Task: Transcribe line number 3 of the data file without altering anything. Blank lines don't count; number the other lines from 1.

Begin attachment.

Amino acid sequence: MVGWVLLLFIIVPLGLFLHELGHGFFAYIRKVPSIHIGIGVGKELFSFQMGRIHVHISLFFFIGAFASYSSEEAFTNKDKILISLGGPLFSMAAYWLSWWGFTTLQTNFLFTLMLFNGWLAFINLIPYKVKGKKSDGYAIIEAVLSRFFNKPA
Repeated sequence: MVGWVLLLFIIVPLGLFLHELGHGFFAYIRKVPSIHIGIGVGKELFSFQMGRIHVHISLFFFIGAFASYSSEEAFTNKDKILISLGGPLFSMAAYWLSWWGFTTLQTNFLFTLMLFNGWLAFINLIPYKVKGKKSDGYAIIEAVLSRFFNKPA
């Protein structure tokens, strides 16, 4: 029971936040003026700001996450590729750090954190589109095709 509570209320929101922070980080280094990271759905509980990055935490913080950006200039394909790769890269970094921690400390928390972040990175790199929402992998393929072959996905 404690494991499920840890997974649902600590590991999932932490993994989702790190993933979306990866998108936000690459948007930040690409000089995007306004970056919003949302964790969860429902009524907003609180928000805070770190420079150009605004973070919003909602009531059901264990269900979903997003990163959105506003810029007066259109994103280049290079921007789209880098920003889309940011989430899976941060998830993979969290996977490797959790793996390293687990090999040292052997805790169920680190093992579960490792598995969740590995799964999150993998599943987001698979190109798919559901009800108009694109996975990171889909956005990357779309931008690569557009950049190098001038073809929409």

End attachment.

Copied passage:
């Protein structure tokens, strides 16, 4: 029971936040003026700001996450590729750090954190589109095709 509570209320929101922070980080280094990271759905509980990055935490913080950006200039394909790769890269970094921690400390928390972040990175790199929402992998393929072959996905 404690494991499920840890997974649902600590590991999932932490993994989702790190993933979306990866998108936000690459948007930040690409000089995007306004970056919003949302964790969860429902009524907003609180928000805070770190420079150009605004973070919003909602009531059901264990269900979903997003990163959105506003810029007066259109994103280049290079921007789209880098920003889309940011989430899976941060998830993979969290996977490797959790793996390293687990090999040292052997805790169920680190093992579960490792598995969740590995799964999150993998599943987001698979190109798919559901009800108009694109996975990171889909956005990357779309931008690569557009950049190098001038073809929409």